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Blackpool launches crackdown on stag and hen parties


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Blackpool launches crackdown on stag and hen parties

 

By PAUL SIMS - More by this author » Last updated at 20:46pm on 6th September 2007 commentIconSm.gif Comments (1)

BingeG_228x154.jpgBlackpool has issued a code of conduct for revellers in a bid to curb unacceptable behaviour

 

 

 

 

As a thriving seaside town Blackpool was once Britain's favourite holiday destination.

But a rise in the number of stag and hen parties descending on the area has tarnished its image.

Now, in a bid to clean up its reputation, revellers are to be issued with a code of conduct to curb unacceptable behaviour.

Based on similar measures taken in Venice, where a 'decorum squad' helps keep the area trouble-free, it is hoped the move will eventually bring holidaymakers back.

Visitors to the resort will be asked to sign a good behaviour pledge when they book into their hotel in which they promise to respect the town, other visitors and residents.

Those found to have flouted the rules face being removed from the locality under new powers set to be given to the police and banned from returning for up to 48 hours.

"All we're asking for is normal, common decency," said the council's Tory leader, Peter Callow. "We understand people come here to have fun and let their hair down and we don't want to stop that.

"But we have seen them dropping their trousers and it's just not on. We have to send a message out which says come and enjoy yourself, but if you act indecently, we don't want you here.

"We have to present a new picture of the new Blackpool. Then we will start to attract new visitors in increasing numbers and the visitors who have deserted us will start to return."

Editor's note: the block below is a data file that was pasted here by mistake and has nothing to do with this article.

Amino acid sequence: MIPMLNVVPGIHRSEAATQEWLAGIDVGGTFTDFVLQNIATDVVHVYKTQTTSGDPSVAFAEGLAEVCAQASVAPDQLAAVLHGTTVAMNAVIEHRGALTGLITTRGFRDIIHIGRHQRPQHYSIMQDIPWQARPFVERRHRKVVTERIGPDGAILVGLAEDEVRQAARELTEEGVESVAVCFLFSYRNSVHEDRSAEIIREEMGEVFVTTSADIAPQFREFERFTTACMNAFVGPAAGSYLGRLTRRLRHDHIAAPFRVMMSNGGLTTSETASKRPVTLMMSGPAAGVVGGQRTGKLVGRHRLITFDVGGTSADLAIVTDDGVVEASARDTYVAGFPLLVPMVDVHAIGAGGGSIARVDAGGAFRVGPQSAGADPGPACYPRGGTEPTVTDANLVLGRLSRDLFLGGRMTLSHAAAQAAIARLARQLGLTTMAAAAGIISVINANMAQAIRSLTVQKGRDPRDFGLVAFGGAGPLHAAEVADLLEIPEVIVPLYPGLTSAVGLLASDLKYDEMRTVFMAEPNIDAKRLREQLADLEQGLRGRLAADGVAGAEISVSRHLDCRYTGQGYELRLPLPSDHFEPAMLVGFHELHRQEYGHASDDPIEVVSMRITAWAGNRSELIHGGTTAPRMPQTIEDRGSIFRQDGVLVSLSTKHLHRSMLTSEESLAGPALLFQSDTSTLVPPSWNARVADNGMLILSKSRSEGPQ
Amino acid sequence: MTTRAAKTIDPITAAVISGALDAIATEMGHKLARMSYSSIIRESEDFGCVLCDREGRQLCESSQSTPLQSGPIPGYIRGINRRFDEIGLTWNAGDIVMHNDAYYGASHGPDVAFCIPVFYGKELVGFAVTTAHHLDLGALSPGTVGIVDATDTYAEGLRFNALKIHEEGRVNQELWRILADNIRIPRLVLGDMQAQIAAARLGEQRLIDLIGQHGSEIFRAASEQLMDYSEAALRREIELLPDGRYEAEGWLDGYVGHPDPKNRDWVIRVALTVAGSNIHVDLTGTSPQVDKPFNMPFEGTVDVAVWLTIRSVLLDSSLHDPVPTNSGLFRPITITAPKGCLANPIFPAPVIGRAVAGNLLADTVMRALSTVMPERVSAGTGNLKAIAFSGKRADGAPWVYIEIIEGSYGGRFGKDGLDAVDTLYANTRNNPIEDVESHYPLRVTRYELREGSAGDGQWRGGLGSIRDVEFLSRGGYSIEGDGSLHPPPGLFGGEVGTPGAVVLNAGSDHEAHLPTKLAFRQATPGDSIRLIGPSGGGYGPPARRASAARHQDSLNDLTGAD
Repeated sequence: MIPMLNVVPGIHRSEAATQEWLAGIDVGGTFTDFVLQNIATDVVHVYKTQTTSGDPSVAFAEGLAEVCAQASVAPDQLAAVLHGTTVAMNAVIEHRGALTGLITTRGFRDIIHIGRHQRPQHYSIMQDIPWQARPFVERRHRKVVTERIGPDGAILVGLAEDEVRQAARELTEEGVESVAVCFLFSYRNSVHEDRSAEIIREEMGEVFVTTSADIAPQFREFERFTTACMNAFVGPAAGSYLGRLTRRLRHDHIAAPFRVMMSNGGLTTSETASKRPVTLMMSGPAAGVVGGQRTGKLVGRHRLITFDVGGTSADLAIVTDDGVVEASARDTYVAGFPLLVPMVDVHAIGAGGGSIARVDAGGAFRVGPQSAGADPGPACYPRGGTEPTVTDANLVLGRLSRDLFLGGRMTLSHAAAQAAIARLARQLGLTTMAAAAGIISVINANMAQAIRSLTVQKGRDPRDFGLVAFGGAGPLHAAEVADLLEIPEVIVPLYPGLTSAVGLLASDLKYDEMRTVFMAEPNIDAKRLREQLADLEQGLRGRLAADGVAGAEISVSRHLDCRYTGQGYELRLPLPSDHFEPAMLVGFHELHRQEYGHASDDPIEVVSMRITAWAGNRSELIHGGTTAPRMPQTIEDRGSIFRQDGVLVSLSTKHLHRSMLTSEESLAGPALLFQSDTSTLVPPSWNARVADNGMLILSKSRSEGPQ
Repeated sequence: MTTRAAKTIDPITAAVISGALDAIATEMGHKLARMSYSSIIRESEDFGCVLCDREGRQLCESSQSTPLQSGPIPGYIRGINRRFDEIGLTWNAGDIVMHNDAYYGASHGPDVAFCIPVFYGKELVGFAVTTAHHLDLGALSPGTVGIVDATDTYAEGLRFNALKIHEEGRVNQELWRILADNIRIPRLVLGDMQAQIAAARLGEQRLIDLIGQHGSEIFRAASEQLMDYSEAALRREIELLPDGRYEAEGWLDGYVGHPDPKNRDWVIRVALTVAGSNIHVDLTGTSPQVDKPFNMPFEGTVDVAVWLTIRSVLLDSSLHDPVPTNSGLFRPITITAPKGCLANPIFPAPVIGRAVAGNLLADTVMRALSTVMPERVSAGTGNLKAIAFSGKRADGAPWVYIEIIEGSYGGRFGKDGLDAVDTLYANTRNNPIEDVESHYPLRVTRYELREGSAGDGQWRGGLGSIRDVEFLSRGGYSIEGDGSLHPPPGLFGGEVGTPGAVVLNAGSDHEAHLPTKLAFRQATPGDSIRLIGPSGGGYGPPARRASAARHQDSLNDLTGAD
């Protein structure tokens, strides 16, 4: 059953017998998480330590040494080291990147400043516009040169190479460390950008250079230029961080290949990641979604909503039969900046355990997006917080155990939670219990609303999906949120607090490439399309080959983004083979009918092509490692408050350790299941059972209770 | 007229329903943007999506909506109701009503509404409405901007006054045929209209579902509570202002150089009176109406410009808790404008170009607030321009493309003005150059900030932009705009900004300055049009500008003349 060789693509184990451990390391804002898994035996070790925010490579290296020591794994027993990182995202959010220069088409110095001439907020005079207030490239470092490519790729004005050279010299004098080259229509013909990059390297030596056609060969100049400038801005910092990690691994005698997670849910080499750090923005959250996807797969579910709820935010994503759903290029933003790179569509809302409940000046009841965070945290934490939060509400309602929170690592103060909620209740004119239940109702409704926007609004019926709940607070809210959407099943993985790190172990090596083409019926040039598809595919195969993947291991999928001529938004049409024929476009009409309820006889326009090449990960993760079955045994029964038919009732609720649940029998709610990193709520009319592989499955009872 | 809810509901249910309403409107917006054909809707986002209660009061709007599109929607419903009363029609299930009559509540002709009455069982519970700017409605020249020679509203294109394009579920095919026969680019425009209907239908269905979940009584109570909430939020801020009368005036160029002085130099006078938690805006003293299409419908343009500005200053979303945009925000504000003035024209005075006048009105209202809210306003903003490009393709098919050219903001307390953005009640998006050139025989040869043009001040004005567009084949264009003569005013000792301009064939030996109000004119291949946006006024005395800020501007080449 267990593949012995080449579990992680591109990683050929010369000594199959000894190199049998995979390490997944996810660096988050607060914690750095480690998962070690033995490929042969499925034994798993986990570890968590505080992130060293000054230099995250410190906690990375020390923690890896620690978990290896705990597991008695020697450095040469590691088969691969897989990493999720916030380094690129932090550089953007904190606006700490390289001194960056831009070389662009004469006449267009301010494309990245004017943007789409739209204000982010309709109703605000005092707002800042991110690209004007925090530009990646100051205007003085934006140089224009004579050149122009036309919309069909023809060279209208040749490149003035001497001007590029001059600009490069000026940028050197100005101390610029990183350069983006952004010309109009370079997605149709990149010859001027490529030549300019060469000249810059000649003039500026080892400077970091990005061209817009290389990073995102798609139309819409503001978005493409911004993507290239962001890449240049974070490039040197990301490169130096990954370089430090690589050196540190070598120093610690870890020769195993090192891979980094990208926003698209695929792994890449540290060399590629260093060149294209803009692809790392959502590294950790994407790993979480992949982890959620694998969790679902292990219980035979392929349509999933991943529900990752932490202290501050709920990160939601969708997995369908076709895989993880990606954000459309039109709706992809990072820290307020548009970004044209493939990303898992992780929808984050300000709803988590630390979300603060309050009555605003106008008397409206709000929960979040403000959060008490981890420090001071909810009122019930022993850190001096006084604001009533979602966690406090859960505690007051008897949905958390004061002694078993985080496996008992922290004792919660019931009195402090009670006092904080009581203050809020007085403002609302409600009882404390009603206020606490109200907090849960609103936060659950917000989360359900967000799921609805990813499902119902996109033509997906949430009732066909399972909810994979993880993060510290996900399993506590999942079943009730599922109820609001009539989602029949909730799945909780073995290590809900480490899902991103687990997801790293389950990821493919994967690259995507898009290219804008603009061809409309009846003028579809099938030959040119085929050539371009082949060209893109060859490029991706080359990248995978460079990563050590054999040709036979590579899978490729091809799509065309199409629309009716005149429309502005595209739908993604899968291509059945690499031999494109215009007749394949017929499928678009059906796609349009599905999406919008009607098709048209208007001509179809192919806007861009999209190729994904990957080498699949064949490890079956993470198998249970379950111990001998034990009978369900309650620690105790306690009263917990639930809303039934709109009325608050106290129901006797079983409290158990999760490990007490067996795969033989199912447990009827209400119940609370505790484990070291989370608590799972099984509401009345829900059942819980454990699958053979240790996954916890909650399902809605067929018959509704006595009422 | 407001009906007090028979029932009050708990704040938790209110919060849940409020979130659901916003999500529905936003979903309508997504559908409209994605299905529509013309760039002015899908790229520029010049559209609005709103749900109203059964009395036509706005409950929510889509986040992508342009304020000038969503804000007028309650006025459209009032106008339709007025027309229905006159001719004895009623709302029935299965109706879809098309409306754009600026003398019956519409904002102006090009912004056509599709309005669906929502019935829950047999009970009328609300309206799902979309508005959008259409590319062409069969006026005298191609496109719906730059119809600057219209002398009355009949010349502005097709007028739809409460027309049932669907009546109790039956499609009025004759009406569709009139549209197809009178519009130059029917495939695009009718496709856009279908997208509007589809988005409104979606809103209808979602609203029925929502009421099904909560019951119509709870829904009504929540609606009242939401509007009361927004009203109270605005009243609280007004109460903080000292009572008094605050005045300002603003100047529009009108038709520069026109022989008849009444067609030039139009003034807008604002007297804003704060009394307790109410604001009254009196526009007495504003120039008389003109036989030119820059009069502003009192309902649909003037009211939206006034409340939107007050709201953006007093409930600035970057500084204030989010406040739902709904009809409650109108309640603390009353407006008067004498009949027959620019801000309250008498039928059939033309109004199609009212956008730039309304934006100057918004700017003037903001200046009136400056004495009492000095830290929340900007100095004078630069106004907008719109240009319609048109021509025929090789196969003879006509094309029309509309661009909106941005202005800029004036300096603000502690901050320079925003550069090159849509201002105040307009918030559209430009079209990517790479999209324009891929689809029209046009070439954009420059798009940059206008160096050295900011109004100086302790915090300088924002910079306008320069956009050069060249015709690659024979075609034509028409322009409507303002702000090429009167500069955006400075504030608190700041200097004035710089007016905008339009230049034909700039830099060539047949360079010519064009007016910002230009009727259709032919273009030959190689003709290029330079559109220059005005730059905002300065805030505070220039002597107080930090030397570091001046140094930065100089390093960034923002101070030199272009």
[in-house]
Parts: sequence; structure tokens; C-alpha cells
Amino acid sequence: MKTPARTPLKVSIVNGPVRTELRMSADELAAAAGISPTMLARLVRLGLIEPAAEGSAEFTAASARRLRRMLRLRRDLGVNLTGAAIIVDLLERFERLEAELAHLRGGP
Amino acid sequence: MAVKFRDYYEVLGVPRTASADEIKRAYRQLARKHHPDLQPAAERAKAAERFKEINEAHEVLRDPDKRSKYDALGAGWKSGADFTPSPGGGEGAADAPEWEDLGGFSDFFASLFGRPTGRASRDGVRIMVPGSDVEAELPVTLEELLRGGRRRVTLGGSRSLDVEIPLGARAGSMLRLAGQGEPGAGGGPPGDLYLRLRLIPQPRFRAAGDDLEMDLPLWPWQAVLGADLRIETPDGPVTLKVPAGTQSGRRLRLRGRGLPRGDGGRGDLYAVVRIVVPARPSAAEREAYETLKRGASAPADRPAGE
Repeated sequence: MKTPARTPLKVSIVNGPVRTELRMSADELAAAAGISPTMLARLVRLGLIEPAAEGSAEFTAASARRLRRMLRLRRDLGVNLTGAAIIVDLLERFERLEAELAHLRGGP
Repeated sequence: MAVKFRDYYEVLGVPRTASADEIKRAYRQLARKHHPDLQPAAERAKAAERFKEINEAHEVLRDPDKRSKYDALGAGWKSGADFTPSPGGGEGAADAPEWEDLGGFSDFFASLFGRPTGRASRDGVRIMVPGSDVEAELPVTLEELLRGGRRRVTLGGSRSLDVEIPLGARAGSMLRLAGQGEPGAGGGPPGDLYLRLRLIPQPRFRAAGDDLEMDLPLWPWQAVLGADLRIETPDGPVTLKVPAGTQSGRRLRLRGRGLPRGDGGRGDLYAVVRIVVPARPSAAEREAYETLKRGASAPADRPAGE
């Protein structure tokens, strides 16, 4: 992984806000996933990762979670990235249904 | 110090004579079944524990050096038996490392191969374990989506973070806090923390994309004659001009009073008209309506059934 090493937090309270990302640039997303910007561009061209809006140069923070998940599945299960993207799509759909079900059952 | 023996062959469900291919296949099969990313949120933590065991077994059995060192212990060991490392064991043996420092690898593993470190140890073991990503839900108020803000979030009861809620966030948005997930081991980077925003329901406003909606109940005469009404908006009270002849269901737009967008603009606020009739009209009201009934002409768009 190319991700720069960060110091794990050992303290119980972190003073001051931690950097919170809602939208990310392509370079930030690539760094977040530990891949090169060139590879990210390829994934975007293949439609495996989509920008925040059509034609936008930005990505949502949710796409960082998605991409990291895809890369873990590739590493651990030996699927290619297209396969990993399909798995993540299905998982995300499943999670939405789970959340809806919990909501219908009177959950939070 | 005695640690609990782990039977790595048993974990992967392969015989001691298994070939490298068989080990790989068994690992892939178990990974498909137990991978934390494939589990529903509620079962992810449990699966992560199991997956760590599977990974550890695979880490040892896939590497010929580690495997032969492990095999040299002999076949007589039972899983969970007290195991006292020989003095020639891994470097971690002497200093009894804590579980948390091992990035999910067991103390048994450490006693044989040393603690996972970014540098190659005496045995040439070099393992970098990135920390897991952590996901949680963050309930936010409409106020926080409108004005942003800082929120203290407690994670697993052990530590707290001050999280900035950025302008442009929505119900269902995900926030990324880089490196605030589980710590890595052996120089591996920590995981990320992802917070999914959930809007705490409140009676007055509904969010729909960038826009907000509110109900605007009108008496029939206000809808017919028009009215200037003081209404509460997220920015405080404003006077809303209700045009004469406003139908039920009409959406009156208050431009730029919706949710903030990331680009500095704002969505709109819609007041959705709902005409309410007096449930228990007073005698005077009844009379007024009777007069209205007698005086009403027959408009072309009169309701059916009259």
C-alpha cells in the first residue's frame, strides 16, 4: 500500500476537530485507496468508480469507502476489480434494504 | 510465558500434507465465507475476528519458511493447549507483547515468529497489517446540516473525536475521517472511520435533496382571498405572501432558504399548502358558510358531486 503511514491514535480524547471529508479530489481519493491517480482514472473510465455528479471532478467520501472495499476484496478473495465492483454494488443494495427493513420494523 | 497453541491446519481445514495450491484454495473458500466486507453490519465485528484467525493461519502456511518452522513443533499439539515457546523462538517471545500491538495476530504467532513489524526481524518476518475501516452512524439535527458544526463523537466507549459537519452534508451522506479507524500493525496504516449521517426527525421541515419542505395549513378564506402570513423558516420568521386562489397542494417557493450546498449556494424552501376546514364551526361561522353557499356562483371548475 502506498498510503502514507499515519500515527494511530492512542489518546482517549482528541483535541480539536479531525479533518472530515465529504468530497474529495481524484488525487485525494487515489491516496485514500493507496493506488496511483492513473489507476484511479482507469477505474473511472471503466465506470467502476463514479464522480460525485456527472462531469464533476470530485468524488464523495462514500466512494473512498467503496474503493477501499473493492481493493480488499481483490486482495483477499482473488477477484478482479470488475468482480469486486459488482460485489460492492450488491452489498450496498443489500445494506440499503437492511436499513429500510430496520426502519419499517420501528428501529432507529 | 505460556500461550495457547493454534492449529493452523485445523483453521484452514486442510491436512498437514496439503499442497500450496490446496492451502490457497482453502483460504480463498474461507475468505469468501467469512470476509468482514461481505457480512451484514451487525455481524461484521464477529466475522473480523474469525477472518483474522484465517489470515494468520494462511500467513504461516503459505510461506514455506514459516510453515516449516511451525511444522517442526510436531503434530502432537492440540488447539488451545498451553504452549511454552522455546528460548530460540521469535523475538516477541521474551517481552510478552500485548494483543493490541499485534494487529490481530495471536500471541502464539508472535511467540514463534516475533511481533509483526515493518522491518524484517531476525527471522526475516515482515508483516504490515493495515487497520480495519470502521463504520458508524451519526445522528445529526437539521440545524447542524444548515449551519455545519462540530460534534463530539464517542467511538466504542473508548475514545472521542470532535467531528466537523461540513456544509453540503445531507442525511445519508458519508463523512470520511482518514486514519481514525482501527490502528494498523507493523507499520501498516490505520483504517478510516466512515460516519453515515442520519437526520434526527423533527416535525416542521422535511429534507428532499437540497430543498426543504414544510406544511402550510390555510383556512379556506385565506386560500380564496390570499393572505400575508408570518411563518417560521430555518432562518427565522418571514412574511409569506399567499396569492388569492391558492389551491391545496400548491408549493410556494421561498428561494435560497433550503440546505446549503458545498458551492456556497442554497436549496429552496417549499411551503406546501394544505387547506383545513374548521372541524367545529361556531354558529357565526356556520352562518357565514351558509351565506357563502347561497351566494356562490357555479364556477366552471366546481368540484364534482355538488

He first proposed the radical idea of banning trouble-makers ahead of the local elections in May, promising residents to rid the town of its booze-fuelled image if the Tory party was voted back into power.

But he added: "We don't want to ruin the visitor economy. Some hotels survive on stag and hens. So we thought a voluntary code of conduct might fit the bill as a message to people coming to the resort."

Posters detailing the code of conduct will be displayed in hotels, pubs and clubs, featured on websites and sent out with bookings. The message could also be projected onto public buildings after dark.

The four point code reads: "Keep it clean - respect the beach, the streets and other people's property; keep it clean for everyone; we all like to have fun but think of others and keep your fun, good clean fun.

"Keep control - we want a town that feels free, safe and easy going, don't spoil it by drinking too much or using threatening behaviour. Keep smiling - Blackpool is a happy, place - share it with others! Keep coming back - we love our visitors - see you next time!"

Blackpool licensee David Daley, president of the National Association of Licensed House Managers, said: "We didn't want an anti-stag and hen message but we feel this is a halfway house. Exuberant behaviour has always gone on but it's getting worse.

"It's not so bad inside the pub where they are all over 18, but it's when they go out and some of the stuff that's going on, especially in the afternoons, is quite lewd."

The move to transform Blackpool's image comes after it was revealed that 200 hotels, guest houses and self-catering apartments in the area have gone up for sale, worth a total £55 million, following a poor summer season and the resort's failure to land the UK's first supercasino.

Estate agents described the move to sell as 'alarming' with a large number of hoteliers prepared to slash up to £20,000 off the asking price just to sell their properties.

Visit Blackpool director Jane Seddon said she hoped the new code of conduct, which will come into full force in time for the October half-term, would prove to be a turning point in the town's fortunes.

"It's something we can publicise not only in our half a million holiday guides, but through the million inquiries we get for information," she said. "If we can get the message out, I think people will come here and respect the town and still have fun."

Claire Smith, who runs Blackpool's award-winning Number One B&B, said: "I hope the code of conduct will help achieve a town without fear and intimidation where a feeling of respect is created."

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